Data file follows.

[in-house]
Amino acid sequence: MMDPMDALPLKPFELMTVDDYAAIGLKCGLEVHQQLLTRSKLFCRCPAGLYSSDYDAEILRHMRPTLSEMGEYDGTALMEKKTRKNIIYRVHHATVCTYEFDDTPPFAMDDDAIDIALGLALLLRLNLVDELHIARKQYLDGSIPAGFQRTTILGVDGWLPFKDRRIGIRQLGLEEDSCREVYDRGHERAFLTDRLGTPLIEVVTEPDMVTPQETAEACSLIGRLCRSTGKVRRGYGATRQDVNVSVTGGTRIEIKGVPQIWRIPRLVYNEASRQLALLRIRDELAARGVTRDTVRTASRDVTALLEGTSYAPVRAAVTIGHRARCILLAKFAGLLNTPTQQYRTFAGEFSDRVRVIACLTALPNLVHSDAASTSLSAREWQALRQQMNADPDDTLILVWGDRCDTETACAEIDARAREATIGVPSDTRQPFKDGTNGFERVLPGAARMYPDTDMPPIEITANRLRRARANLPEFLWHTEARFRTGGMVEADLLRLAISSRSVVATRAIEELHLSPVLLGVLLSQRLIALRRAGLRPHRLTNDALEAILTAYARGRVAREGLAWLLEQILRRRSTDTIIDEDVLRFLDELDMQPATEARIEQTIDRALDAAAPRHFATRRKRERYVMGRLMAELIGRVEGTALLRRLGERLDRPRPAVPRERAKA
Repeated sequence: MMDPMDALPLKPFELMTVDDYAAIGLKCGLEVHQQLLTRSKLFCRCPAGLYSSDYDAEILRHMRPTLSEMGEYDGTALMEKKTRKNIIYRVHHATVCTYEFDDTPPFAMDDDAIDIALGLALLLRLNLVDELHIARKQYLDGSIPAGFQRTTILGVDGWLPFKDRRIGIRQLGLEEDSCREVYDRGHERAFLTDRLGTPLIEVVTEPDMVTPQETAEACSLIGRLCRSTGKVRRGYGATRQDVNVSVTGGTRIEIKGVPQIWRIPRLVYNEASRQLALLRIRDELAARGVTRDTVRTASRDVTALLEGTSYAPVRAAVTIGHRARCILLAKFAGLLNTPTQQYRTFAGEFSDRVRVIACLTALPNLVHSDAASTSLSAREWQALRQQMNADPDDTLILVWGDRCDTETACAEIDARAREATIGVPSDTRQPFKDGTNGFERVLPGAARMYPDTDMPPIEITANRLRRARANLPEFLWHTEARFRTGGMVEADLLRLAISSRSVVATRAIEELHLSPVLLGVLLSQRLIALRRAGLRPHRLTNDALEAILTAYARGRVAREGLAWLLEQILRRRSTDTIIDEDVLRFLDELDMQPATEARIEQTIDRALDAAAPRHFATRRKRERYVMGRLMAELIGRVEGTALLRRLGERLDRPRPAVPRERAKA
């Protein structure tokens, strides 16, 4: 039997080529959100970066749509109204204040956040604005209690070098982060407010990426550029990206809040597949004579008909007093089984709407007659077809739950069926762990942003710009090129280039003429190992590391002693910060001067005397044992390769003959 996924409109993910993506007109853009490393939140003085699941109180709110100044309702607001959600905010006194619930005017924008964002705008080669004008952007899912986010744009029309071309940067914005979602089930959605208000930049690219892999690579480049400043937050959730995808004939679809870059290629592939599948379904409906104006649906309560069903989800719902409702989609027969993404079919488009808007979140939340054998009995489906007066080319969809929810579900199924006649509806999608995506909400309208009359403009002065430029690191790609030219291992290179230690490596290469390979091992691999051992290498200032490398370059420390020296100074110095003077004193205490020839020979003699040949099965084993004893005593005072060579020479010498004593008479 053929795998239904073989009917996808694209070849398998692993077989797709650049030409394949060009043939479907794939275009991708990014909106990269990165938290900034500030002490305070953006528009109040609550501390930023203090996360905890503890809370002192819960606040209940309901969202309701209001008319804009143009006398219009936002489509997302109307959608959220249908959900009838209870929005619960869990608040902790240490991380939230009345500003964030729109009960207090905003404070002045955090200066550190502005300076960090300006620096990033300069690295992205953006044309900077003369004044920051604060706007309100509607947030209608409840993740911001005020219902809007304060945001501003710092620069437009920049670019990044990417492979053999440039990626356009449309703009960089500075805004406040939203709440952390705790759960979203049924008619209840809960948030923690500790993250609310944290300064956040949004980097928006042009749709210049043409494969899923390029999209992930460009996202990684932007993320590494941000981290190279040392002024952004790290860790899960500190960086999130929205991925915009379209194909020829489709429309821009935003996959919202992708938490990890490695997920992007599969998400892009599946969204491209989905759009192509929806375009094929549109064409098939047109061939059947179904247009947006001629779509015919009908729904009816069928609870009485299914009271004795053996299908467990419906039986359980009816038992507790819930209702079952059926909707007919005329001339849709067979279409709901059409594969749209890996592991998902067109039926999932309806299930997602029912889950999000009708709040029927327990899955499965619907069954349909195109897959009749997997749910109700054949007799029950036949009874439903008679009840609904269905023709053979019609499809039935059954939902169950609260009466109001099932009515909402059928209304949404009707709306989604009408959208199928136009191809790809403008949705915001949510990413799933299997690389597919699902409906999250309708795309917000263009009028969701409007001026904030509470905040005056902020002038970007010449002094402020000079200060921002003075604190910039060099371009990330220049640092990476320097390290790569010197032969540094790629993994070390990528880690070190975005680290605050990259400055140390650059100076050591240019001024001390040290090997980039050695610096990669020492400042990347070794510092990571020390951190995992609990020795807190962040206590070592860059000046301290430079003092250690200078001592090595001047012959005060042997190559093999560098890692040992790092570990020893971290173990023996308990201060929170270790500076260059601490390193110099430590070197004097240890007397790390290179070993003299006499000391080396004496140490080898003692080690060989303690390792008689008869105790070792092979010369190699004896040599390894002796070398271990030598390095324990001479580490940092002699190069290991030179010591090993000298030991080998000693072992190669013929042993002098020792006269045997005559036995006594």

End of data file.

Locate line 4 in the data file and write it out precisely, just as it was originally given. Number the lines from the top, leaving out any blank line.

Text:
């Protein structure tokens, strides 16, 4: 039997080529959100970066749509109204204040956040604005209690070098982060407010990426550029990206809040597949004579008909007093089984709407007659077809739950069926762990942003710009090129280039003429190992590391002693910060001067005397044992390769003959 996924409109993910993506007109853009490393939140003085699941109180709110100044309702607001959600905010006194619930005017924008964002705008080669004008952007899912986010744009029309071309940067914005979602089930959605208000930049690219892999690579480049400043937050959730995808004939679809870059290629592939599948379904409906104006649906309560069903989800719902409702989609027969993404079919488009808007979140939340054998009995489906007066080319969809929810579900199924006649509806999608995506909400309208009359403009002065430029690191790609030219291992290179230690490596290469390979091992691999051992290498200032490398370059420390020296100074110095003077004193205490020839020979003699040949099965084993004893005593005072060579020479010498004593008479 053929795998239904073989009917996808694209070849398998692993077989797709650049030409394949060009043939479907794939275009991708990014909106990269990165938290900034500030002490305070953006528009109040609550501390930023203090996360905890503890809370002192819960606040209940309901969202309701209001008319804009143009006398219009936002489509997302109307959608959220249908959900009838209870929005619960869990608040902790240490991380939230009345500003964030729109009960207090905003404070002045955090200066550190502005300076960090300006620096990033300069690295992205953006044309900077003369004044920051604060706007309100509607947030209608409840993740911001005020219902809007304060945001501003710092620069437009920049670019990044990417492979053999440039990626356009449309703009960089500075805004406040939203709440952390705790759960979203049924008619209840809960948030923690500790993250609310944290300064956040949004980097928006042009749709210049043409494969899923390029999209992930460009996202990684932007993320590494941000981290190279040392002024952004790290860790899960500190960086999130929205991925915009379209194909020829489709429309821009935003996959919202992708938490990890490695997920992007599969998400892009599946969204491209989905759009192509929806375009094929549109064409098939047109061939059947179904247009947006001629779509015919009908729904009816069928609870009485299914009271004795053996299908467990419906039986359980009816038992507790819930209702079952059926909707007919005329001339849709067979279409709901059409594969749209890996592991998902067109039926999932309806299930997602029912889950999000009708709040029927327990899955499965619907069954349909195109897959009749997997749910109700054949007799029950036949009874439903008679009840609904269905023709053979019609499809039935059954939902169950609260009466109001099932009515909402059928209304949404009707709306989604009408959208199928136009191809790809403008949705915001949510990413799933299997690389597919699902409906999250309708795309917000263009009028969701409007001026904030509470905040005056902020002038970007010449002094402020000079200060921002003075604190910039060099371009990330220049640092990476320097390290790569010197032969540094790629993994070390990528880690070190975005680290605050990259400055140390650059100076050591240019001024001390040290090997980039050695610096990669020492400042990347070794510092990571020390951190995992609990020795807190962040206590070592860059000046301290430079003092250690200078001592090595001047012959005060042997190559093999560098890692040992790092570990020893971290173990023996308990201060929170270790500076260059601490390193110099430590070197004097240890007397790390290179070993003299006499000391080396004496140490080898003692080690060989303690390792008689008869105790070792092979010369190699004896040599390894002796070398271990030598390095324990001479580490940092002699190069290991030179010591090993000298030991080998000693072992190669013929042993002098020792006269045997005559036995006594």